Finally, the guidance lists various red flags that might indicate that a non-12b-1 payment may be providing compensation for distribution-related activity:

  • The provision of distribution-related services is conditioned on a fund’s payment for sub-accounting or other service fees.
  • The fund does not have a 12b-1 plan.  In such case, the board should inquire as to how distribution expenses, if they exist, are paid.
  • The fund pays for services through a tiered payment structure under which various services are paid for first from a 12b-1 plan and then from other sources.
  • A sub-accounting agreement does not provide a clear list of the services to be provided, or sub-accounting and distribution services have been bundled into a single agreement.
  • The adviser and other relevant service providers take distribution and sales benefits into account when recommending, instituting or raising sub-accounting fees.
  • There are large disparities in various intermediaries’ sub-accounting fees.
  • Intermediaries offer to sell additional sales data, such as information about fund investor demographics or top sales partners and channels, to the fund or its adviser.

The guidance emphasizes that fund service providers have an “affirmative duty” to provide information relevant to the above red flags so that the board can appropriately scrutinize the non-12b-1 payments.

The guidance highlights the significant risk posed by the inadvertent or purposeful use of fund assets to pay for distribution outside of a rule 12b-1 plan and the SEC’s continued focus in this area.  Under the guidance, the onus is on fund boards to determine that funds aren’t impermissibly paying for distribution out of fund assets, though they may rely on information received from the adviser and other service providers and the assistance of counsel, the fund’s chief compliance officer, and personnel of the adviser and other service providers.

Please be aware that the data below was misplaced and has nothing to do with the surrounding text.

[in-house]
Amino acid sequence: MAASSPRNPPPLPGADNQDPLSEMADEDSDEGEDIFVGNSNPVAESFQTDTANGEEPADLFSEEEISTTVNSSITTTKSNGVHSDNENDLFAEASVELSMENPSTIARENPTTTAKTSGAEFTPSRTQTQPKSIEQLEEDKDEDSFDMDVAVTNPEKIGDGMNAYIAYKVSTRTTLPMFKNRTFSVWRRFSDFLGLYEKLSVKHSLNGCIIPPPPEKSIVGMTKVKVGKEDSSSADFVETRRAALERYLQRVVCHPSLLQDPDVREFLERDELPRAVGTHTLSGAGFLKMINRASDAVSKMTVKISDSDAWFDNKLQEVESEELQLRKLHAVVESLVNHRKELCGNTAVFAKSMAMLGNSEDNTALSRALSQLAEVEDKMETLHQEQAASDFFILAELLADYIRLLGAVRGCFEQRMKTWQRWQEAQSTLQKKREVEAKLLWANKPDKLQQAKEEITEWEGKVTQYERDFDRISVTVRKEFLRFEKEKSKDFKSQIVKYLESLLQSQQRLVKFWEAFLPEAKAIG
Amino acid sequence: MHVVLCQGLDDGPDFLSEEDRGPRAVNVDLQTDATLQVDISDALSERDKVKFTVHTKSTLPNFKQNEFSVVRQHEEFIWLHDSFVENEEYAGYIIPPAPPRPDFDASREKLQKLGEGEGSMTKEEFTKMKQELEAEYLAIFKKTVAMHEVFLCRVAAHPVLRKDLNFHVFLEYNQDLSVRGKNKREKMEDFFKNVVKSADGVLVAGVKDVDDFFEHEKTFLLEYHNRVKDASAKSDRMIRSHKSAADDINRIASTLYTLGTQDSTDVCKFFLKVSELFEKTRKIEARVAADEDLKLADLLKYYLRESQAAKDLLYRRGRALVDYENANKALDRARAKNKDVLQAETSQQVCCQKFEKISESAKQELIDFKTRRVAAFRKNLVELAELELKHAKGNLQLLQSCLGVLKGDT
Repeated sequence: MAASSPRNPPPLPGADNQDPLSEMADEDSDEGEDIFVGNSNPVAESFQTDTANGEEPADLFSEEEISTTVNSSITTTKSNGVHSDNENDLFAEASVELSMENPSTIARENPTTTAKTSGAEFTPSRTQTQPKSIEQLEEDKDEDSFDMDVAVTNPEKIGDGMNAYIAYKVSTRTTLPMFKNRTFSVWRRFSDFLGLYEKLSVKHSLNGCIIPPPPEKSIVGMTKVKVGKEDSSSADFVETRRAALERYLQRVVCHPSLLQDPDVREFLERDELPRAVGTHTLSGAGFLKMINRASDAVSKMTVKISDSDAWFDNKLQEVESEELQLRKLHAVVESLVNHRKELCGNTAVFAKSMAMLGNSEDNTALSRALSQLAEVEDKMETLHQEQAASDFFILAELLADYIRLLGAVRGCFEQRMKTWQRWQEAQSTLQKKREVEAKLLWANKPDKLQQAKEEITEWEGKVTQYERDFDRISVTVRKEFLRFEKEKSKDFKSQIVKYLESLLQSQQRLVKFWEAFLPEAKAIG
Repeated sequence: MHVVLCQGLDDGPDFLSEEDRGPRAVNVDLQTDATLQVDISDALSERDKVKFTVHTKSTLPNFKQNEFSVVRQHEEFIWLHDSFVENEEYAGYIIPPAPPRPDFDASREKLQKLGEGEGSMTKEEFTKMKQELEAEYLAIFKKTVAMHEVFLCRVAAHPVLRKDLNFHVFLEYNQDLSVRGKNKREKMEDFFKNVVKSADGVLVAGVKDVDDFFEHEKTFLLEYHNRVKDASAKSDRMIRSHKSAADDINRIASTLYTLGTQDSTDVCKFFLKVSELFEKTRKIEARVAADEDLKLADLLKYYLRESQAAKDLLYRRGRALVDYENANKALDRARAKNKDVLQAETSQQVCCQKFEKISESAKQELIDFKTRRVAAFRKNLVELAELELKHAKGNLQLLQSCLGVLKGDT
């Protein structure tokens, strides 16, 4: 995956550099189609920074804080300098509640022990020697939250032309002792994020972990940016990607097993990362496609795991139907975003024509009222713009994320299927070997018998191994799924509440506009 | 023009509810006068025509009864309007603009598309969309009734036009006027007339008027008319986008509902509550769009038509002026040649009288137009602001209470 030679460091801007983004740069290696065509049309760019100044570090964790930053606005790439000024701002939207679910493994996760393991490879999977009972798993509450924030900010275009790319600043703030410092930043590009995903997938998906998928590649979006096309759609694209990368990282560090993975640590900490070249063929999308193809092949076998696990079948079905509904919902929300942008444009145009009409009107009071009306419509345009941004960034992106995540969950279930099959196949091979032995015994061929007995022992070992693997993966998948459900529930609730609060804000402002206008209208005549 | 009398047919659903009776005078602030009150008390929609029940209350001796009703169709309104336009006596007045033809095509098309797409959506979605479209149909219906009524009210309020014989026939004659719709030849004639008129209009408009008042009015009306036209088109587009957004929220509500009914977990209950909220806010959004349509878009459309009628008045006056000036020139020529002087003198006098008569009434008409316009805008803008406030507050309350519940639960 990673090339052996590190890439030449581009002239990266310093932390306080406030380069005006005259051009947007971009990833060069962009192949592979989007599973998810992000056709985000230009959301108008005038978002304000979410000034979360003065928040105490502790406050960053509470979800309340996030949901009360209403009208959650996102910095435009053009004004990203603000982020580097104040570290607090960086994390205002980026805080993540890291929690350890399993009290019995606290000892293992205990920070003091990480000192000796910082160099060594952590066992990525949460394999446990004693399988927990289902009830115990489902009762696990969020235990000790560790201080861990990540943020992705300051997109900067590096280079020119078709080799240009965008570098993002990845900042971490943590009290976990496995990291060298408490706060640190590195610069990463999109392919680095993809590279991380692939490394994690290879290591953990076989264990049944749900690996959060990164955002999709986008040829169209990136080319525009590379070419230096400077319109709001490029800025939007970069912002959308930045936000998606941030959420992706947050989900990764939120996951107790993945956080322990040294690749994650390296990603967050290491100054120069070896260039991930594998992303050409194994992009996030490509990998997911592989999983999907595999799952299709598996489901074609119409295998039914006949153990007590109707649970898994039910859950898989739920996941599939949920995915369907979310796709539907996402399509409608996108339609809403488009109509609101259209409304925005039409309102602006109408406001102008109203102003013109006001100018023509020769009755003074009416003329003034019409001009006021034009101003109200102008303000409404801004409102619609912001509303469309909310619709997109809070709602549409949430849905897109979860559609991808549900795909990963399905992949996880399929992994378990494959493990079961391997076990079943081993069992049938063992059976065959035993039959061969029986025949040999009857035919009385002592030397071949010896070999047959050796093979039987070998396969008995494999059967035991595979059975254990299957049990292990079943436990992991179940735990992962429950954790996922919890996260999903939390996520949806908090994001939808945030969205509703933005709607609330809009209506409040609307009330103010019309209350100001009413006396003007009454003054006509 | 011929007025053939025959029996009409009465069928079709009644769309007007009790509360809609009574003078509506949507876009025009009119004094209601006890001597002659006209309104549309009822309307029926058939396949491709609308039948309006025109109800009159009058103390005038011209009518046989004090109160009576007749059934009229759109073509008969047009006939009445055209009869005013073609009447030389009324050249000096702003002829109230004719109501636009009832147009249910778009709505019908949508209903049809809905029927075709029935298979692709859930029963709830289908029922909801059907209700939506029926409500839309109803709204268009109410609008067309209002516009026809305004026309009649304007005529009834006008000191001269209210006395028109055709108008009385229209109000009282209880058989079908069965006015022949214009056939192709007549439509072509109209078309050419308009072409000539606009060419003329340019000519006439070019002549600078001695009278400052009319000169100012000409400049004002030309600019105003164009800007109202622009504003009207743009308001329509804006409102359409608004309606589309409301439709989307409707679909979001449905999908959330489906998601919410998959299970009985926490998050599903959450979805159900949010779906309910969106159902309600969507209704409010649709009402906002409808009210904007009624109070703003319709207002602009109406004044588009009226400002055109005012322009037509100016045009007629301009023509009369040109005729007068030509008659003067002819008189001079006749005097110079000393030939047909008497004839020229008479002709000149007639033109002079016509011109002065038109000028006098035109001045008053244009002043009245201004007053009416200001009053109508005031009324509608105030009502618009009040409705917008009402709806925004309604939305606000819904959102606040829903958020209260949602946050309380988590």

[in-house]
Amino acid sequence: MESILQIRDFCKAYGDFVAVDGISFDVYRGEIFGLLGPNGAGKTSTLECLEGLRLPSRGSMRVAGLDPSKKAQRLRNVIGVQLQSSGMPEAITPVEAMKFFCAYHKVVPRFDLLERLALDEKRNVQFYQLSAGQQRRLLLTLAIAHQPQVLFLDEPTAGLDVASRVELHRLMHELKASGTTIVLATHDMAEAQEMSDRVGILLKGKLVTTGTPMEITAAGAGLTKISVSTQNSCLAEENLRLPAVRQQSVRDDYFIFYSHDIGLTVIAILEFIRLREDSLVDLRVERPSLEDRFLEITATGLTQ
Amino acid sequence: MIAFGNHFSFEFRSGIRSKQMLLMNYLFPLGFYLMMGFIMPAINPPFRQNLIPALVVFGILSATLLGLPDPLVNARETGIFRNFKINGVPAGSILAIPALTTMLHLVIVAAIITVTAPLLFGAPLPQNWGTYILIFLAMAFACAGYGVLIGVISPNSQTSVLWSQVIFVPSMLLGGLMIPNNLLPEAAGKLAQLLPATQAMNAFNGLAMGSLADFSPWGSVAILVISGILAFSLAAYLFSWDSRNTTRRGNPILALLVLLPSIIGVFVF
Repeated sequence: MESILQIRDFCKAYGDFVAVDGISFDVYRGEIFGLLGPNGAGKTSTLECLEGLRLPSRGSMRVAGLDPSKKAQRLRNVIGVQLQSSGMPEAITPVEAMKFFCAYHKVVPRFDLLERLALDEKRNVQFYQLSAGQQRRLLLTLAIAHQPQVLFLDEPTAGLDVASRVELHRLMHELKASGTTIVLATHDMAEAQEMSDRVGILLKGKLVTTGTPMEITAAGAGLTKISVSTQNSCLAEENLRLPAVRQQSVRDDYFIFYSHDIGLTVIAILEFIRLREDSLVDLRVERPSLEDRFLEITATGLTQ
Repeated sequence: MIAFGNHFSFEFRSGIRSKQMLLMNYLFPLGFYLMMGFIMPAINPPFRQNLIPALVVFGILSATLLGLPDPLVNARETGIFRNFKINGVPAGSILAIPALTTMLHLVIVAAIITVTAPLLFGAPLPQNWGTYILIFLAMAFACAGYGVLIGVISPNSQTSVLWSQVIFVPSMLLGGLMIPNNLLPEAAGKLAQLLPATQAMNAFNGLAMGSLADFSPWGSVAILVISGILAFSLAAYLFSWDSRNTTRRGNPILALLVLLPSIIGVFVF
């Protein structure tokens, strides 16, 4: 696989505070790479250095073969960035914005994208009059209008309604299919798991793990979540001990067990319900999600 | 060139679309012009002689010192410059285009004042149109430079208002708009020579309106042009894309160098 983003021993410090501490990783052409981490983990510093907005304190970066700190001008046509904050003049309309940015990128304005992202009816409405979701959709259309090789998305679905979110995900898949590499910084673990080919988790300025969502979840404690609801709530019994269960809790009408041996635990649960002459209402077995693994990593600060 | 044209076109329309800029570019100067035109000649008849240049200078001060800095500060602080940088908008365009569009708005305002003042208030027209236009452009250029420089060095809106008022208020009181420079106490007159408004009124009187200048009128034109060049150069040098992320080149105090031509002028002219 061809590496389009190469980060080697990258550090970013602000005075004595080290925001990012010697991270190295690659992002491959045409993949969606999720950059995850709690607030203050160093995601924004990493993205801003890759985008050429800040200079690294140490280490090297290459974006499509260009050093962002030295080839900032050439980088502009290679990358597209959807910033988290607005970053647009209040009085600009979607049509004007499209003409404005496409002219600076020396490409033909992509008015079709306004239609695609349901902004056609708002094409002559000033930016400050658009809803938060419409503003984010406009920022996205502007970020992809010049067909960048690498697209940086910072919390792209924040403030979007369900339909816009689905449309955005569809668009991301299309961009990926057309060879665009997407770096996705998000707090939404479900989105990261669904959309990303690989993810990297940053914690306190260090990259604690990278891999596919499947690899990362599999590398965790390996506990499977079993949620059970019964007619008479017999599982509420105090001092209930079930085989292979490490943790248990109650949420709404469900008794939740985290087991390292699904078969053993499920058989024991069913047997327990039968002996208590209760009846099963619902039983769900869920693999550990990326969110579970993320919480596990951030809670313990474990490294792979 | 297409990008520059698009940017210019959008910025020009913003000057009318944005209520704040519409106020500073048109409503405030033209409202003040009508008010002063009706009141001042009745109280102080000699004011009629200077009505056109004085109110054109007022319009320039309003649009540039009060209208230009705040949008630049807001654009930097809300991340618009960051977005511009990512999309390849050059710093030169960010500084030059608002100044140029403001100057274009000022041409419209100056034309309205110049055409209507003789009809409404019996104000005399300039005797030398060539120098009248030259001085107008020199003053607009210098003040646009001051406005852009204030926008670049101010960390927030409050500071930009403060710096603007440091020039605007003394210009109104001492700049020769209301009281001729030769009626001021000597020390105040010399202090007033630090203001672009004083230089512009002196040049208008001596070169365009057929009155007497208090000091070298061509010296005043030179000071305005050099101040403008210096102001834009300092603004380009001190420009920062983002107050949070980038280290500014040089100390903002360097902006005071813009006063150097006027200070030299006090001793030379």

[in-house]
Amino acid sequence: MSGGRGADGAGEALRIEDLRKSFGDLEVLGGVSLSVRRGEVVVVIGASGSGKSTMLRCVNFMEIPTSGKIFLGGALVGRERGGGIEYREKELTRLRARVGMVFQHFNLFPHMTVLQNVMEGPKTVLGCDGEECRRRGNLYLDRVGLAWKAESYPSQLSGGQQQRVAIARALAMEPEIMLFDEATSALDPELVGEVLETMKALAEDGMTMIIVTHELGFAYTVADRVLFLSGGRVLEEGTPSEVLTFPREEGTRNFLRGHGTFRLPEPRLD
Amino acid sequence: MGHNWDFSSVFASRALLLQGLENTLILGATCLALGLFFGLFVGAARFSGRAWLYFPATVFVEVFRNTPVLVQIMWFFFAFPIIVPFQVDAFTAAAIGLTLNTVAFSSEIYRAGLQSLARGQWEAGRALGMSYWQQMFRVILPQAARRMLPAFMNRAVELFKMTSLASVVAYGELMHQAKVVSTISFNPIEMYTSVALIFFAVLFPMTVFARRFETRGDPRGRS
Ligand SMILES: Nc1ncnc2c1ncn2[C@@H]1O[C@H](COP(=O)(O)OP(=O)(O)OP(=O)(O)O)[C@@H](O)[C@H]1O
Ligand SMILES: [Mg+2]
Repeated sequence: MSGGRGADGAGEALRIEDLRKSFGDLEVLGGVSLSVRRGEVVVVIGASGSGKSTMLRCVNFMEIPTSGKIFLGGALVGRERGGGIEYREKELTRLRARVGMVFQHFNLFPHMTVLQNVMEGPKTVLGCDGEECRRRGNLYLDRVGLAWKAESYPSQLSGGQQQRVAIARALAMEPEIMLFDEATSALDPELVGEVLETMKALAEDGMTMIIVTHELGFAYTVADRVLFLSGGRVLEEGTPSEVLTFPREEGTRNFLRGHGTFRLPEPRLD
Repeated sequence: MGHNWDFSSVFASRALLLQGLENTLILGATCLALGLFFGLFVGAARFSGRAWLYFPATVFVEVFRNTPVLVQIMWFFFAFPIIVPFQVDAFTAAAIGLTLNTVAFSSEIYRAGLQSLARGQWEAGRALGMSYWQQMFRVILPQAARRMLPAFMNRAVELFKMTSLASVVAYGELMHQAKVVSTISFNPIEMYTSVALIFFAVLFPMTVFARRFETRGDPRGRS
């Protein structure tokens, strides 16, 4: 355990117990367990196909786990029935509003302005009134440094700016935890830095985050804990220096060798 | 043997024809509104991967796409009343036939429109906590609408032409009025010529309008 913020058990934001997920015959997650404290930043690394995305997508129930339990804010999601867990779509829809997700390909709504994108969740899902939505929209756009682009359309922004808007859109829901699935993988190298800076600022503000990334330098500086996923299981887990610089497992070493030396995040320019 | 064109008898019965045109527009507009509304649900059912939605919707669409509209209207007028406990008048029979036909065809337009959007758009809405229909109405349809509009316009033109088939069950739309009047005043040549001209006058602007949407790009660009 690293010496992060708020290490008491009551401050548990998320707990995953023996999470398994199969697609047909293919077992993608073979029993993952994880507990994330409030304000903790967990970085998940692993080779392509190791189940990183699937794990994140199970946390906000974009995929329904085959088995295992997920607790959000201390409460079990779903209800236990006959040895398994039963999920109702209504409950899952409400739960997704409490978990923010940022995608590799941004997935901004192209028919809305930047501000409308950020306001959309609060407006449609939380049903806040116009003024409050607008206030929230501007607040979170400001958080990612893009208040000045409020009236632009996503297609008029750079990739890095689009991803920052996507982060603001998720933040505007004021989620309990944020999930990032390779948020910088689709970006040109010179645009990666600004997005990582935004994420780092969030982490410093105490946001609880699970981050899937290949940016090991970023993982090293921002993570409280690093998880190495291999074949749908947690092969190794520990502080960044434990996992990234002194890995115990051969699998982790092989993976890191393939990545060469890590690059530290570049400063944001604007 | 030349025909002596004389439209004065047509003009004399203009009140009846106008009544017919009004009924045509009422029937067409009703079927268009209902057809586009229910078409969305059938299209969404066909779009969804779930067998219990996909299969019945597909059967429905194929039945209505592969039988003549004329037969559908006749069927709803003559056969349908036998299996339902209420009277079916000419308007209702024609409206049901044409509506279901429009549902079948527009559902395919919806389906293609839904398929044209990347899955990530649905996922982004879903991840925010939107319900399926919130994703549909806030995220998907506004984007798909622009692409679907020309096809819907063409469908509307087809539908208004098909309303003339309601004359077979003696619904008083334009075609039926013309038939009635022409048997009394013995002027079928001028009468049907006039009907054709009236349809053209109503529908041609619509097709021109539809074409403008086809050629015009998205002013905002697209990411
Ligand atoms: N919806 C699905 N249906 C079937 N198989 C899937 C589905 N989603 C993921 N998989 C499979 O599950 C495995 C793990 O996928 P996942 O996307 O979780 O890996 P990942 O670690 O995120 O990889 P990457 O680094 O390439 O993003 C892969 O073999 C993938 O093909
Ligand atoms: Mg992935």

Practice Tips

  • The guidance does not, in our view, materially change the fund board’s basic responsibilities from the SEC’s 1998 Supermarket Letter.  It does, however, appear to place more responsibility on the adviser and service providers to provide relevant information to the board, including disclosure regarding conflicts of interest, so that it can perform its evaluation of fees without a corresponding obligation being placed on intermediaries to provide some of this information.  
  • Nevertheless, advisers and service providers to funds that make these sub-accounting payments should examine the information they are requesting of intermediaries and providing to boards to ensure it is as robust, complete and accurate as possible.  
  • Chief compliance officers may consider reviewing compliance policies and procedures to ensure that they explicitly cover the risks of inappropriate distribution payments to intermediaries from fund assets.